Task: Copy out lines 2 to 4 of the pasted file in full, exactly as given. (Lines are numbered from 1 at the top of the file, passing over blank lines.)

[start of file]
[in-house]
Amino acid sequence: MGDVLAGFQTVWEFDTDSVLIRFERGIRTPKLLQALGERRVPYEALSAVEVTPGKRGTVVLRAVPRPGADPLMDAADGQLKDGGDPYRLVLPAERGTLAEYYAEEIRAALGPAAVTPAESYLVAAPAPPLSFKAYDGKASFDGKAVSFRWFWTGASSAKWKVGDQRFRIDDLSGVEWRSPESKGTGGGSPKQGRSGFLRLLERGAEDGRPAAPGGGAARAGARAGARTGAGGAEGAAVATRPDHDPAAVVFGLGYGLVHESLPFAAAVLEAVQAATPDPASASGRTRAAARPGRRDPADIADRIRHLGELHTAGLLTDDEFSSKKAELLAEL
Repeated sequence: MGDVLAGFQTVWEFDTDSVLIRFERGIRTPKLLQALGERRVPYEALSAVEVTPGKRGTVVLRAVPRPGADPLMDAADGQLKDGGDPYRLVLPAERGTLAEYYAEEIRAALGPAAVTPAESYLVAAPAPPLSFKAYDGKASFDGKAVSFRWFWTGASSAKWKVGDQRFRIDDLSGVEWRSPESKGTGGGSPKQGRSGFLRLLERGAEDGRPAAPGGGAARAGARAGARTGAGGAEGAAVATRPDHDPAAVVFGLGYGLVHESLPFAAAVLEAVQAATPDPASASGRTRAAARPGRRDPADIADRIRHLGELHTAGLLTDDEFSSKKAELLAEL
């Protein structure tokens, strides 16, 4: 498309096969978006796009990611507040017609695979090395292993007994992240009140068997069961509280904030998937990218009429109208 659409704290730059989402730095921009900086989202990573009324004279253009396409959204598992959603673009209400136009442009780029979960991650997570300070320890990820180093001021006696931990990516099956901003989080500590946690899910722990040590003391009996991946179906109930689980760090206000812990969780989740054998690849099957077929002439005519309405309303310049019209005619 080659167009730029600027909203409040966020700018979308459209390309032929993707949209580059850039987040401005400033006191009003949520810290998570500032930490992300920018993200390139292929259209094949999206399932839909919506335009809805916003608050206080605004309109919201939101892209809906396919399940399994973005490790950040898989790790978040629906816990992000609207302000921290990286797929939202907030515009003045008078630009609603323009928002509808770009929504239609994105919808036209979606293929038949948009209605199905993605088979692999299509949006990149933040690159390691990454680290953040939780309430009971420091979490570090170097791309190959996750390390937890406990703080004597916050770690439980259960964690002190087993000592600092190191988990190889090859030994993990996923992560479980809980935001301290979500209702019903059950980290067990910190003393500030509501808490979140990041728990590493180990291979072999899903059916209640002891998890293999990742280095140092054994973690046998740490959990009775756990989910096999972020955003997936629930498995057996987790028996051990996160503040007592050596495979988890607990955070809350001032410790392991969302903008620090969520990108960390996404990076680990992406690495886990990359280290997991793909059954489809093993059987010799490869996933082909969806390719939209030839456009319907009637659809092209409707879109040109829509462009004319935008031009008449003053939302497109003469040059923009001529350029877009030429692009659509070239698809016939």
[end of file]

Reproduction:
Amino acid sequence: MGDVLAGFQTVWEFDTDSVLIRFERGIRTPKLLQALGERRVPYEALSAVEVTPGKRGTVVLRAVPRPGADPLMDAADGQLKDGGDPYRLVLPAERGTLAEYYAEEIRAALGPAAVTPAESYLVAAPAPPLSFKAYDGKASFDGKAVSFRWFWTGASSAKWKVGDQRFRIDDLSGVEWRSPESKGTGGGSPKQGRSGFLRLLERGAEDGRPAAPGGGAARAGARAGARTGAGGAEGAAVATRPDHDPAAVVFGLGYGLVHESLPFAAAVLEAVQAATPDPASASGRTRAAARPGRRDPADIADRIRHLGELHTAGLLTDDEFSSKKAELLAEL
Repeated sequence: MGDVLAGFQTVWEFDTDSVLIRFERGIRTPKLLQALGERRVPYEALSAVEVTPGKRGTVVLRAVPRPGADPLMDAADGQLKDGGDPYRLVLPAERGTLAEYYAEEIRAALGPAAVTPAESYLVAAPAPPLSFKAYDGKASFDGKAVSFRWFWTGASSAKWKVGDQRFRIDDLSGVEWRSPESKGTGGGSPKQGRSGFLRLLERGAEDGRPAAPGGGAARAGARAGARTGAGGAEGAAVATRPDHDPAAVVFGLGYGLVHESLPFAAAVLEAVQAATPDPASASGRTRAAARPGRRDPADIADRIRHLGELHTAGLLTDDEFSSKKAELLAEL
């Protein structure tokens, strides 16, 4: 498309096969978006796009990611507040017609695979090395292993007994992240009140068997069961509280904030998937990218009429109208 659409704290730059989402730095921009900086989202990573009324004279253009396409959204598992959603673009209400136009442009780029979960991650997570300070320890990820180093001021006696931990990516099956901003989080500590946690899910722990040590003391009996991946179906109930689980760090206000812990969780989740054998690849099957077929002439005519309405309303310049019209005619 080659167009730029600027909203409040966020700018979308459209390309032929993707949209580059850039987040401005400033006191009003949520810290998570500032930490992300920018993200390139292929259209094949999206399932839909919506335009809805916003608050206080605004309109919201939101892209809906396919399940399994973005490790950040898989790790978040629906816990992000609207302000921290990286797929939202907030515009003045008078630009609603323009928002509808770009929504239609994105919808036209979606293929038949948009209605199905993605088979692999299509949006990149933040690159390691990454680290953040939780309430009971420091979490570090170097791309190959996750390390937890406990703080004597916050770690439980259960964690002190087993000592600092190191988990190889090859030994993990996923992560479980809980935001301290979500209702019903059950980290067990910190003393500030509501808490979140990041728990590493180990291979072999899903059916209640002891998890293999990742280095140092054994973690046998740490959990009775756990989910096999972020955003997936629930498995057996987790028996051990996160503040007592050596495979988890607990955070809350001032410790392991969302903008620090969520990108960390996404990076680990992406690495886990990359280290997991793909059954489809093993059987010799490869996933082909969806390719939209030839456009319907009637659809092209409707879109040109829509462009004319935008031009008449003053939302497109003469040059923009001529350029877009030429692009659509070239698809016939």